WHO chief warns leaders against 'politicizing' pandemic

WHO chief warns leaders against 'politicizing' pandemic
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World Health Organization (WHO) chief Tedros Adhanom Ghebreyesus warned Monday of the potential consequences of world leaders "politicizing" the coronavirus pandemic, saying political divisions would hamper a proper response to the virus.

“The greatest threat we face now is not the virus itself, it’s the lack of global solidarity and global leadership,” Tedros said, according to The Associated Press. “We cannot defeat this pandemic with a divided world.”  

Tedros made the comments during a video conference for the Dubai-based World Government Summit. They come during both a push by President TrumpDonald John TrumpJoe Arpaio loses bid for his old position as sheriff Trump brushes off view that Russia denigrating Biden: 'Nobody's been tougher on Russia than I have' Trump tees up executive orders on economy but won't sign yet MORE to end U.S. funding of the organization and a spike in several nations, including Brazil, Iraq, India, and several southern and western U.S. states, including Oklahoma, Arizona and Florida. Tedros did not mention the president by name in his remarks.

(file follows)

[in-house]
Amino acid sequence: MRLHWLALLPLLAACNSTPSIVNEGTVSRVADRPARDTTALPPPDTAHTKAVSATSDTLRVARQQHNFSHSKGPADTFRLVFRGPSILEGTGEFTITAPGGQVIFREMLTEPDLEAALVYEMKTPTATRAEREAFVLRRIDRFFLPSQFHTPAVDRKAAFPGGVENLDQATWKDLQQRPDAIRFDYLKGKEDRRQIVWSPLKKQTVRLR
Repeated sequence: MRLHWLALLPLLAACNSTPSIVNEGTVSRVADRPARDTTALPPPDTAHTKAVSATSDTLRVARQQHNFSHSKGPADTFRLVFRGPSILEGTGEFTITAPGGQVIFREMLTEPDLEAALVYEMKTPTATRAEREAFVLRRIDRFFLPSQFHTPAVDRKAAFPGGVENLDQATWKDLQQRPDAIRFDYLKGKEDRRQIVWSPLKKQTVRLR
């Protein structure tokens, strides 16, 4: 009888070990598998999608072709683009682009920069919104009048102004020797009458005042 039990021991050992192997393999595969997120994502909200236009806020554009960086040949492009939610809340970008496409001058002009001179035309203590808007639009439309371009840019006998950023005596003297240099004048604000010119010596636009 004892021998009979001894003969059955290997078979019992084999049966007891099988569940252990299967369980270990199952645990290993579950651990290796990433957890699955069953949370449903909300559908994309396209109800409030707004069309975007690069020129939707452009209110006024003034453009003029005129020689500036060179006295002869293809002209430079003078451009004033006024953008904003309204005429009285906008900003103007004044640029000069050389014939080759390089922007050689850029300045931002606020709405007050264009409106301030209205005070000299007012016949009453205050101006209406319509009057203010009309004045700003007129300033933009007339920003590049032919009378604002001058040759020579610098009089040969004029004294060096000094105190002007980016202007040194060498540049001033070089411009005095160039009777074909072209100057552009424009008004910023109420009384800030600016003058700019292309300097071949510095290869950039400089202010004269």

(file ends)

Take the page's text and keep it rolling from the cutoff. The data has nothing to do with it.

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“The COVID-19 pandemic has demonstrated that, indeed, the world was not prepared,” Tedros said. “Globally, the pandemic is still accelerating.”

At the same event, the WHO’s special envoy on COVID-19, David Nabarro, warned that regardless of when a vaccine for the virus was ready, the world was likely at least 2 1/2 years from universal access.

“Even if there’s a candidate by the end of the year, the safety and efficacy tests will take some time,” he said. “And then the effort has to be put into producing large amounts of vaccine so everyone in the world can get it and then organizing the vaccination programs.”

Public health officials in both the U.S. and internationally have increasingly expressed concerns with apolitical virus responses becoming politicized, reducing their effectiveness. Speaking on CBS’s “Face the Nation” Sunday, former Food and Drug Administration Commissioner Scott Gottlieb said the politicization of wearing masks or facial covering was one such issue.

“Masking has become controversial [but] it shouldn’t be. It’s a simple intervention, a collective action we can all take to help protect our fellow citizens and also to protect ourselves and reopen the economy safely,” he said.